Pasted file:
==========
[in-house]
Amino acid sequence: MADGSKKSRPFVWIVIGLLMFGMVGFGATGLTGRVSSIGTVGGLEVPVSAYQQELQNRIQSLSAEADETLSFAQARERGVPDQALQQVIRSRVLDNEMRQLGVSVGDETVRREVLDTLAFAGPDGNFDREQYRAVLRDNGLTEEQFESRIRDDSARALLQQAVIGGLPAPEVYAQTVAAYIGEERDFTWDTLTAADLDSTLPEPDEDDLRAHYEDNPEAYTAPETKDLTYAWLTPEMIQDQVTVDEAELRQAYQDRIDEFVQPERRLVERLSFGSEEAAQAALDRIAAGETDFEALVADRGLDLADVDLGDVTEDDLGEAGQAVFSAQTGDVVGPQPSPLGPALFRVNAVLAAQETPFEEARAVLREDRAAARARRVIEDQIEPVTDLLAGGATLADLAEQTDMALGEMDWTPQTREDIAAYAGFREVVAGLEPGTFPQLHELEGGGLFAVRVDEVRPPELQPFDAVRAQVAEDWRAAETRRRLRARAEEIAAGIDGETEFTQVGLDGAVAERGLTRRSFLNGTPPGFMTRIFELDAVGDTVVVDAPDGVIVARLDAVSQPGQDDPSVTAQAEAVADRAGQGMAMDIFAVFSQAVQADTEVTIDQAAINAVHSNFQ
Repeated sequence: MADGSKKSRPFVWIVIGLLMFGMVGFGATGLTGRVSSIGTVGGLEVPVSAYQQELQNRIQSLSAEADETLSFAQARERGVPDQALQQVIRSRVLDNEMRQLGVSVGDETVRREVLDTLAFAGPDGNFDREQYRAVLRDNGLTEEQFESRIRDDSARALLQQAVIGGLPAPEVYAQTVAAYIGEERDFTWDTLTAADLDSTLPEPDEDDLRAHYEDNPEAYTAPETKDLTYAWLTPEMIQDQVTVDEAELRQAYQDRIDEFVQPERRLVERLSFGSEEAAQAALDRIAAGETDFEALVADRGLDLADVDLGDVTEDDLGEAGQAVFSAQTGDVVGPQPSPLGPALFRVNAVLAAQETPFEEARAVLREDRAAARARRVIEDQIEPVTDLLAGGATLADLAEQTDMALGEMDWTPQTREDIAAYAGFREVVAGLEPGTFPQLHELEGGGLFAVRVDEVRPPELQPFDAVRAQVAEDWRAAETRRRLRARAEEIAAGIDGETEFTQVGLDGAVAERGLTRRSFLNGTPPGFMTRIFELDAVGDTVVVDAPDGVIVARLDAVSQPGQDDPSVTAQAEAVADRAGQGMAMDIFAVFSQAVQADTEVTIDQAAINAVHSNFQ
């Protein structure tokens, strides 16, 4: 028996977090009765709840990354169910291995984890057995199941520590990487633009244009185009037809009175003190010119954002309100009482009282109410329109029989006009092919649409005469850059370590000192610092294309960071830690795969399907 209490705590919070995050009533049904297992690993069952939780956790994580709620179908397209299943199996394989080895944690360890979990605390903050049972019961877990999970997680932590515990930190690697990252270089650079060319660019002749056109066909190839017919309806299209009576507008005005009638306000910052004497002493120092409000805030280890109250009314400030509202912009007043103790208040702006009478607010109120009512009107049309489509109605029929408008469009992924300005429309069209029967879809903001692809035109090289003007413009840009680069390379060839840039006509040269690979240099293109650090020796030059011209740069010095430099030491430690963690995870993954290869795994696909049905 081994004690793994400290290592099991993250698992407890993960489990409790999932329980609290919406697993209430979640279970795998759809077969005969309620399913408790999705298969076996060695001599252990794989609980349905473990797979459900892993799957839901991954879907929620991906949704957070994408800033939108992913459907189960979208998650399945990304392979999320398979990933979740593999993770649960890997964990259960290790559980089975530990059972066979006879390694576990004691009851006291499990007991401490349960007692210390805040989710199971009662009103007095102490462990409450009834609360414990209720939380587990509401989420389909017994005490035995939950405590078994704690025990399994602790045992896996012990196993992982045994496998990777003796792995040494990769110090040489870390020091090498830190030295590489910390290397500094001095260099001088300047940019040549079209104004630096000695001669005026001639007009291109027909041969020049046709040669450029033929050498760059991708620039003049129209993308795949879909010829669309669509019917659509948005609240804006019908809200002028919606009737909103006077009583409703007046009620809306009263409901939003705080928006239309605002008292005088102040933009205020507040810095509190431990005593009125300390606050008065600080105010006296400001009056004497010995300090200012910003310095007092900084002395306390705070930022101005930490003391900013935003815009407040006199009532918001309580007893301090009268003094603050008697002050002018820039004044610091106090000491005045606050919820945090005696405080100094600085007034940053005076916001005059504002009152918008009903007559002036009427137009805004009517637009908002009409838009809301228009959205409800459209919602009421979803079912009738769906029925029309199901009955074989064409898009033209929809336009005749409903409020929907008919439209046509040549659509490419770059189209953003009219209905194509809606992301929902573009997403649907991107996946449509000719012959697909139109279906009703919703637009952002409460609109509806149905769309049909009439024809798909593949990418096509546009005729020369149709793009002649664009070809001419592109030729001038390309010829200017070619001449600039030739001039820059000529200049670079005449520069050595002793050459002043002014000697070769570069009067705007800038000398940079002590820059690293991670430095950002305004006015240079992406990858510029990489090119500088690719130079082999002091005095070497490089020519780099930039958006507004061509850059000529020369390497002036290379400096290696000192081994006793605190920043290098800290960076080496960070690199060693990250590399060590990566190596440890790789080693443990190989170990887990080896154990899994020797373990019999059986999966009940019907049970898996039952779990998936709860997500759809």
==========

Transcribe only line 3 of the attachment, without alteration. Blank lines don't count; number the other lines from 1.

Repeated sequence: MADGSKKSRPFVWIVIGLLMFGMVGFGATGLTGRVSSIGTVGGLEVPVSAYQQELQNRIQSLSAEADETLSFAQARERGVPDQALQQVIRSRVLDNEMRQLGVSVGDETVRREVLDTLAFAGPDGNFDREQYRAVLRDNGLTEEQFESRIRDDSARALLQQAVIGGLPAPEVYAQTVAAYIGEERDFTWDTLTAADLDSTLPEPDEDDLRAHYEDNPEAYTAPETKDLTYAWLTPEMIQDQVTVDEAELRQAYQDRIDEFVQPERRLVERLSFGSEEAAQAALDRIAAGETDFEALVADRGLDLADVDLGDVTEDDLGEAGQAVFSAQTGDVVGPQPSPLGPALFRVNAVLAAQETPFEEARAVLREDRAAARARRVIEDQIEPVTDLLAGGATLADLAEQTDMALGEMDWTPQTREDIAAYAGFREVVAGLEPGTFPQLHELEGGGLFAVRVDEVRPPELQPFDAVRAQVAEDWRAAETRRRLRARAEEIAAGIDGETEFTQVGLDGAVAERGLTRRSFLNGTPPGFMTRIFELDAVGDTVVVDAPDGVIVARLDAVSQPGQDDPSVTAQAEAVADRAGQGMAMDIFAVFSQAVQADTEVTIDQAAINAVHSNFQ